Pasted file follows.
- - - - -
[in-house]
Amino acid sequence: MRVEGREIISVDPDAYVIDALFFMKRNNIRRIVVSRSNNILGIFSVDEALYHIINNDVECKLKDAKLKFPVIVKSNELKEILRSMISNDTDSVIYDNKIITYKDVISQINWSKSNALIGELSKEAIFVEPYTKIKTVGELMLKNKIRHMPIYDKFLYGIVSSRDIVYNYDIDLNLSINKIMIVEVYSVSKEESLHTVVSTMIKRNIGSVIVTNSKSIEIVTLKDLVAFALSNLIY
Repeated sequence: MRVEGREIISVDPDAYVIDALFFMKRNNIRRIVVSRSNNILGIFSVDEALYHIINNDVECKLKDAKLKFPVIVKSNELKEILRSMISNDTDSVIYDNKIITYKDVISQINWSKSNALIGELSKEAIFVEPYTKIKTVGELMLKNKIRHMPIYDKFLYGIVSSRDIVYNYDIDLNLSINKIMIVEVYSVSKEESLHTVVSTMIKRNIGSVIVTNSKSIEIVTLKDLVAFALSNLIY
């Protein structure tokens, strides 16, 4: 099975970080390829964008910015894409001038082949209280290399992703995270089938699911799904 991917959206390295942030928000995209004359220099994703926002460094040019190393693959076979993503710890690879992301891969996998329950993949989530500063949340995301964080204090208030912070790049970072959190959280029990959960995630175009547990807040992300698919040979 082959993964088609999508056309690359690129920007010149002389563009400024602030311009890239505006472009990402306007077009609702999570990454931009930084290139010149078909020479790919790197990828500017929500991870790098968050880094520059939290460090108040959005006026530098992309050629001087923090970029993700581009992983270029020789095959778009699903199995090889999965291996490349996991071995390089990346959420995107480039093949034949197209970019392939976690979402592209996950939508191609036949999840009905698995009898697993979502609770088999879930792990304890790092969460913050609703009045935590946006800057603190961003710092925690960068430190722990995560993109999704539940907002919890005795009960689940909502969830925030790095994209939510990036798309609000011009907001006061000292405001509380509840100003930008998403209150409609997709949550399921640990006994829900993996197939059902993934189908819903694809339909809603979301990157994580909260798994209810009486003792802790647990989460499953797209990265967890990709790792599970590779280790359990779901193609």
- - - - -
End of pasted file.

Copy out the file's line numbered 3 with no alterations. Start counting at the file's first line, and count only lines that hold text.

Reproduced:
Repeated sequence: MRVEGREIISVDPDAYVIDALFFMKRNNIRRIVVSRSNNILGIFSVDEALYHIINNDVECKLKDAKLKFPVIVKSNELKEILRSMISNDTDSVIYDNKIITYKDVISQINWSKSNALIGELSKEAIFVEPYTKIKTVGELMLKNKIRHMPIYDKFLYGIVSSRDIVYNYDIDLNLSINKIMIVEVYSVSKEESLHTVVSTMIKRNIGSVIVTNSKSIEIVTLKDLVAFALSNLIY